- Title: The Scarlet Letter
- Author: Nathaniel Hawthorne
- Publication Date: 1850
- Publisher: Boston: Ticker, Reed, and Field
Nathaniel Hawthorne, a native of Salem, Massachusetts, is known as one of America’s greatest authors. His early attempts at writing did not produce enough income to provide a living. Therefore, he took a job at the Salem Custom House, which enabled him to marry Sophie Peabody, and set up housekeeping in “The Old Manse”. Later, he was let go from the job, which resulted in the “bitter” preface to one of Hawthorne’s masterpieces, The Scarlet Letter. Of course, Hawthrorne uses the preface to introduce the novel, the letter, and create suspense. Still, his venture into the auto-biographical, attacks on coworkers, and Salem itself left critics unhappy. Pictured below: Nathanial Hawthorne, photographed by Matthew Brady, The Granger Collection, New York. “The Old Manse” home of the Hawthorne family, Concord, Mass. J. Latta/Photo Researchers. (Source: Encyclopedia Britannica).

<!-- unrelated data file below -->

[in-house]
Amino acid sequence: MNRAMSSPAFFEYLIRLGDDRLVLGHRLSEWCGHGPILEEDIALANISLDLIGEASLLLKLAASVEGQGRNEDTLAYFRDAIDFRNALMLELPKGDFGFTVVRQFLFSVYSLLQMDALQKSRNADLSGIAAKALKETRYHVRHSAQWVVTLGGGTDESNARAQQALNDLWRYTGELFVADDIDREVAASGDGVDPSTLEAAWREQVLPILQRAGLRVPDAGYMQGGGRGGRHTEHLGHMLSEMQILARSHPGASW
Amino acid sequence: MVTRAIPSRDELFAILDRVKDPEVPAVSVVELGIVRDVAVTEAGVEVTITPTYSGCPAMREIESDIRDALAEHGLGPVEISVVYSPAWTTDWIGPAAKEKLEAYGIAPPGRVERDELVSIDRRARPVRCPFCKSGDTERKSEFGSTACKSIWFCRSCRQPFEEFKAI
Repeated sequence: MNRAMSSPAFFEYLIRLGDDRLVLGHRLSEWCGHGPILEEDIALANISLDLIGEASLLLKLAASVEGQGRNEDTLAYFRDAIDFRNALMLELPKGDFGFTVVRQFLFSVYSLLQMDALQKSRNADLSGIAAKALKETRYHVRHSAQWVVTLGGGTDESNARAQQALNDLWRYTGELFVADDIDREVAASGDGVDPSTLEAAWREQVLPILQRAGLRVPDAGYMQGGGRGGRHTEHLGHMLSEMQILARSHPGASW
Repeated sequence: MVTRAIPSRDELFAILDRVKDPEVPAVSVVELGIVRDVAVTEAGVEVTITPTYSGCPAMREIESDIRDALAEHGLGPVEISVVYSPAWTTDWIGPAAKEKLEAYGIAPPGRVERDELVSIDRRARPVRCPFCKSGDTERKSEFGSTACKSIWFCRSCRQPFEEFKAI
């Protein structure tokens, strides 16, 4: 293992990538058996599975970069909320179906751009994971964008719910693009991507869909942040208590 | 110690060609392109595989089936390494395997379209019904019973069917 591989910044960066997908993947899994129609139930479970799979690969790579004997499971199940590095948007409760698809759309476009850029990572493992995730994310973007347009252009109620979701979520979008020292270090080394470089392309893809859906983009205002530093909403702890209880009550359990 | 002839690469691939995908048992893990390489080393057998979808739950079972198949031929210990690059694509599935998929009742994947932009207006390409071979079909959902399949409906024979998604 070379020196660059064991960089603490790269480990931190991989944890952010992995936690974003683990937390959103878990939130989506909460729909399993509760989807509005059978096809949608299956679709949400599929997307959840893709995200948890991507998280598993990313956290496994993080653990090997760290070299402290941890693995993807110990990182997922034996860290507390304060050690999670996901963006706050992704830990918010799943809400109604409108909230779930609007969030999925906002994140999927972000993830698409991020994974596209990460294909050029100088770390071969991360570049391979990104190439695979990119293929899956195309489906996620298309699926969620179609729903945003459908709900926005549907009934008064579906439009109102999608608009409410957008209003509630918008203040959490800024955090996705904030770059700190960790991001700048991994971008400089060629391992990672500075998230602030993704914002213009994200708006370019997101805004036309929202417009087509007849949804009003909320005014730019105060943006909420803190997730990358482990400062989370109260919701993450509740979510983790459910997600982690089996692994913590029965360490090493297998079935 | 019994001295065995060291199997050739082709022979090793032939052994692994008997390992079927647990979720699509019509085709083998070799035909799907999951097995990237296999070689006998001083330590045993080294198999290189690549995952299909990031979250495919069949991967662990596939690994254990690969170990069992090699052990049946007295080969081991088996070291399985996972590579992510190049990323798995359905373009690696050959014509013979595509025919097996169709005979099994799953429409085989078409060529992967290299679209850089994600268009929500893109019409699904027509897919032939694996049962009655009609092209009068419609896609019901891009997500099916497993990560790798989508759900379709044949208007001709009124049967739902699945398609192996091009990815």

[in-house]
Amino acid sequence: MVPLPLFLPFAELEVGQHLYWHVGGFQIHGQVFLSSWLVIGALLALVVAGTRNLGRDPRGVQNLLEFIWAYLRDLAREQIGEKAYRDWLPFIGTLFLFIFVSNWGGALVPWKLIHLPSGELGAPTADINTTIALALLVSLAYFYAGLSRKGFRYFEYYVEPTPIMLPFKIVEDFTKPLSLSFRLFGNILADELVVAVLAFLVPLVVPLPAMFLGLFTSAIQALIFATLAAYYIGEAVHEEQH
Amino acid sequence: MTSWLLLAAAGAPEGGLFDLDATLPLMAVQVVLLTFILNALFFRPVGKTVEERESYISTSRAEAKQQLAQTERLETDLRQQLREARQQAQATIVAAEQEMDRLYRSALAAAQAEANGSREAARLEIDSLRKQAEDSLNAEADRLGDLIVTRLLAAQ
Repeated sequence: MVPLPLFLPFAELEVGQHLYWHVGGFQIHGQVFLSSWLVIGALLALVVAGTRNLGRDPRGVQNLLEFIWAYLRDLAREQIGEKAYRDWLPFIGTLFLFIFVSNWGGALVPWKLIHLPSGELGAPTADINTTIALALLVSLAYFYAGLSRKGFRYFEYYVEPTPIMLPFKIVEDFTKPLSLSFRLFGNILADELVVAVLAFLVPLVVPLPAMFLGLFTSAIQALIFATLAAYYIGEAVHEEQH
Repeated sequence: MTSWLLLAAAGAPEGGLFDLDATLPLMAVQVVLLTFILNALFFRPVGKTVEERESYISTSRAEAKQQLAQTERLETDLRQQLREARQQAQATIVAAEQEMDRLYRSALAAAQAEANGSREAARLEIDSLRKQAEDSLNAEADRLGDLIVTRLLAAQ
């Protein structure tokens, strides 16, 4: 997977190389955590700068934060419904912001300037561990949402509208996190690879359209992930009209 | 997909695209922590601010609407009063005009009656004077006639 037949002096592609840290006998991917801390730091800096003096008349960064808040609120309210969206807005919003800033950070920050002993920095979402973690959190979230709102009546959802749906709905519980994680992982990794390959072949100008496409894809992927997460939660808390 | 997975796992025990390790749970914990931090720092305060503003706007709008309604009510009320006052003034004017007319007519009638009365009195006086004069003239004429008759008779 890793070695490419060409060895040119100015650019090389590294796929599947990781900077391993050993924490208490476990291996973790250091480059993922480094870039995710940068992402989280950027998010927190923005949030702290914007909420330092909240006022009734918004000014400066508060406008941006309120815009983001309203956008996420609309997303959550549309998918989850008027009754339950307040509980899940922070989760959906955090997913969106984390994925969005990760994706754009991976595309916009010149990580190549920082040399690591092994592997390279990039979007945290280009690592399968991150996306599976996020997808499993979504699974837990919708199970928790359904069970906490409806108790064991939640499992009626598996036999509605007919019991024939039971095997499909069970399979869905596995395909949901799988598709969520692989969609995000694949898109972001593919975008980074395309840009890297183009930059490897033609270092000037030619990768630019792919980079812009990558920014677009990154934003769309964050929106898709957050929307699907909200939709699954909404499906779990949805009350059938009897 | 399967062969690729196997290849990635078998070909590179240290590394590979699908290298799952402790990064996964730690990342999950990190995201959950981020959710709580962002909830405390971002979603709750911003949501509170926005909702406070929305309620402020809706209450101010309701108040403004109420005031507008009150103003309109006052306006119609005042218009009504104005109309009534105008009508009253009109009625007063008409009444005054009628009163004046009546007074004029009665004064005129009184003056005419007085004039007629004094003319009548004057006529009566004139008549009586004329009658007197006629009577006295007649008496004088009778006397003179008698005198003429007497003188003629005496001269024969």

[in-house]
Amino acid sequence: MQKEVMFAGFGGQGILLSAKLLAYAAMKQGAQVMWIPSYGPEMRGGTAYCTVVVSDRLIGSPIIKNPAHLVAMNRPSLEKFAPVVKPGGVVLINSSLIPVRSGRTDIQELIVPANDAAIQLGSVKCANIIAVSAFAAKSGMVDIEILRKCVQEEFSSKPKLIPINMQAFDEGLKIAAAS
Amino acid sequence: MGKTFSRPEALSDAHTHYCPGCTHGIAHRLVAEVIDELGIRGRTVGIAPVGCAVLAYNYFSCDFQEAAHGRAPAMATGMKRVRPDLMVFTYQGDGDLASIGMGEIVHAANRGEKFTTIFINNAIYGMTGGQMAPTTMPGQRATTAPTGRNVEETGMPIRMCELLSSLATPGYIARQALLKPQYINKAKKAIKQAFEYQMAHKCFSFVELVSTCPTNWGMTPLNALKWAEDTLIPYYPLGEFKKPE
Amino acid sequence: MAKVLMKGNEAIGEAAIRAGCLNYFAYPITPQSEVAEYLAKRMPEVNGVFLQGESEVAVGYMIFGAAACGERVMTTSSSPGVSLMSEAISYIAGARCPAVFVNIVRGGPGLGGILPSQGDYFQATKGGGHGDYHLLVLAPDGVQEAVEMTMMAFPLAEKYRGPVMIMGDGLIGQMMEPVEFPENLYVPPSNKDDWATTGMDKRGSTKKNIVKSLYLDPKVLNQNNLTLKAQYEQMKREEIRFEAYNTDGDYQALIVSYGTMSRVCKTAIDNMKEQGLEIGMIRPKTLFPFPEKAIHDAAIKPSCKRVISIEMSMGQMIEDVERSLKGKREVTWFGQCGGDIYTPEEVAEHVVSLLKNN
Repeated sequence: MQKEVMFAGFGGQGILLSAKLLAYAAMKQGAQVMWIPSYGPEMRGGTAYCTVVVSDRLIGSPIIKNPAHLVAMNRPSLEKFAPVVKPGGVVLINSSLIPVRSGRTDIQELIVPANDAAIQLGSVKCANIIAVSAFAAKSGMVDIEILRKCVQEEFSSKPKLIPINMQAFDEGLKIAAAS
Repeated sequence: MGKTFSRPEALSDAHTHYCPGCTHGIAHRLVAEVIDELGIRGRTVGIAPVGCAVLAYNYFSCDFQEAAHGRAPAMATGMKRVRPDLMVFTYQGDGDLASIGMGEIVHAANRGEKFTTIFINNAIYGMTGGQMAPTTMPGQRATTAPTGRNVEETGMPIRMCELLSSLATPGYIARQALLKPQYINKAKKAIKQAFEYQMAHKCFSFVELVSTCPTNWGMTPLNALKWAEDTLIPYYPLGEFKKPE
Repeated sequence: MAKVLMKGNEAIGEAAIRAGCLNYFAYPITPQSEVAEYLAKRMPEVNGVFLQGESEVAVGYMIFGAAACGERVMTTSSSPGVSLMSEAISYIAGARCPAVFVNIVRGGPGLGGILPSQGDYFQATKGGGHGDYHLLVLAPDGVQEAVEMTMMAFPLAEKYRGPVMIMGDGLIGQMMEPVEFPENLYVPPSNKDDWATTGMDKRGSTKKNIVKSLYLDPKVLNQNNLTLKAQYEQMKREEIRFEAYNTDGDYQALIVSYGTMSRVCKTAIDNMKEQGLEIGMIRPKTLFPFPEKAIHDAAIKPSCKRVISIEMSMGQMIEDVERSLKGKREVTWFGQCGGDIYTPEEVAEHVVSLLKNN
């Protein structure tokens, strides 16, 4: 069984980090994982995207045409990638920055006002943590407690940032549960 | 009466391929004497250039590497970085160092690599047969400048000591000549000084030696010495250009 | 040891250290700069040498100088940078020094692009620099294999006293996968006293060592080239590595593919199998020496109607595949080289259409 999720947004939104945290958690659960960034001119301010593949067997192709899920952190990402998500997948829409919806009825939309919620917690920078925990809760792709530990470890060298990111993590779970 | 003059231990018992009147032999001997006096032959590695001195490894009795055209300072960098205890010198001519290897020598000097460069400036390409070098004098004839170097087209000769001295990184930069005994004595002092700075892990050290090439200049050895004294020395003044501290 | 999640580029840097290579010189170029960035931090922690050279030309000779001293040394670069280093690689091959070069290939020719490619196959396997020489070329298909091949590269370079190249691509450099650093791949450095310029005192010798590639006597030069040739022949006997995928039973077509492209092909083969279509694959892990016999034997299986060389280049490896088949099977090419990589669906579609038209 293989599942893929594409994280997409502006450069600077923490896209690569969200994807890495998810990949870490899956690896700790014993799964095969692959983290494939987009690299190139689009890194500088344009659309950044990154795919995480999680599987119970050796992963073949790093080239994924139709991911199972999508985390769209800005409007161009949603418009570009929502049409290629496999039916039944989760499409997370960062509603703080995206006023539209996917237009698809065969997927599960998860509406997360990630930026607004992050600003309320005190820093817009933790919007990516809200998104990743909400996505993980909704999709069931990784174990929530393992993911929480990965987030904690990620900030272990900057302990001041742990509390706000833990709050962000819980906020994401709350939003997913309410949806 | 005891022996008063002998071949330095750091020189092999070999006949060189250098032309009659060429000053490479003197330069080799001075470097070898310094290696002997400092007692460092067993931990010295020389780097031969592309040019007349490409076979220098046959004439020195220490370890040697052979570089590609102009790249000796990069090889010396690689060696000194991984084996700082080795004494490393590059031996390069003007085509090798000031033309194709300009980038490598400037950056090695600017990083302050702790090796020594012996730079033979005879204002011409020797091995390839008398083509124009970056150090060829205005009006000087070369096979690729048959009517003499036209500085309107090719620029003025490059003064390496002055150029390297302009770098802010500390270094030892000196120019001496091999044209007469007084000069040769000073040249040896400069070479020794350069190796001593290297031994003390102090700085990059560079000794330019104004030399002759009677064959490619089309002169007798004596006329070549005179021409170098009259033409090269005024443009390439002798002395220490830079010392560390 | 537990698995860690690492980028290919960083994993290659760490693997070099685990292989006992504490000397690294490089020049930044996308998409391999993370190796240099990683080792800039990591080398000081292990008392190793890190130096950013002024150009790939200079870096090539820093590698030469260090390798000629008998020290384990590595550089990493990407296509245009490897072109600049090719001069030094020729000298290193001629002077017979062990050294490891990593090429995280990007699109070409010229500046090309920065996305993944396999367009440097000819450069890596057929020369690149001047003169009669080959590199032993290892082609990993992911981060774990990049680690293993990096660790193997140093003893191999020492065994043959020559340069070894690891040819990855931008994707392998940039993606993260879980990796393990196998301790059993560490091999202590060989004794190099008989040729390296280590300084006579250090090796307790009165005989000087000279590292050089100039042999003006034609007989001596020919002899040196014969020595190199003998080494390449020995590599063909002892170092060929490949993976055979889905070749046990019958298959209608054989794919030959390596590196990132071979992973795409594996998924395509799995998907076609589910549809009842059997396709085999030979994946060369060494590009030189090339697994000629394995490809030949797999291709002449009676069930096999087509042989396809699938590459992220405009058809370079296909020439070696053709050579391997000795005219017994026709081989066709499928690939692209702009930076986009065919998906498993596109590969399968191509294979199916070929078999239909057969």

An early review of The Scarlett Letter in The Salem Register begins, “The long expected Romance from the pen of Hawthorne has at length appeared, in all the attractive externals of bind and typography, with which the celebrated Boston publishing firm of Tickner & Co. love to adorn the volumes bearing their stamps” (Lease, 1971, p. 113). Of the novel the unidentified reviewer states, “So far as the Scarlet Letter is concerned, it will more than meet the public expectation, and increase the enviable reputation which the author long ago acquired” (p. 113). However, the critic does tears into Hawthorne’s “Preface”. The critic shares Hawthorne’s history in the position, and not so subtly mentions that Hawthorne took the job when someone else was removed. The job was assigned by politicians, which resulted in heavy changeover. The critic does not hold back, “Whether an undue sensitiveness on account of his removal, or from what other reason we know not, he seeks to vent his spite on something or somebody, by small sneers at Salem, and vilifying … his former associates” (p. 114). Surely, the attacks on Salem were not well-received in the critical world of the early U.S. which valued place and Nationalism.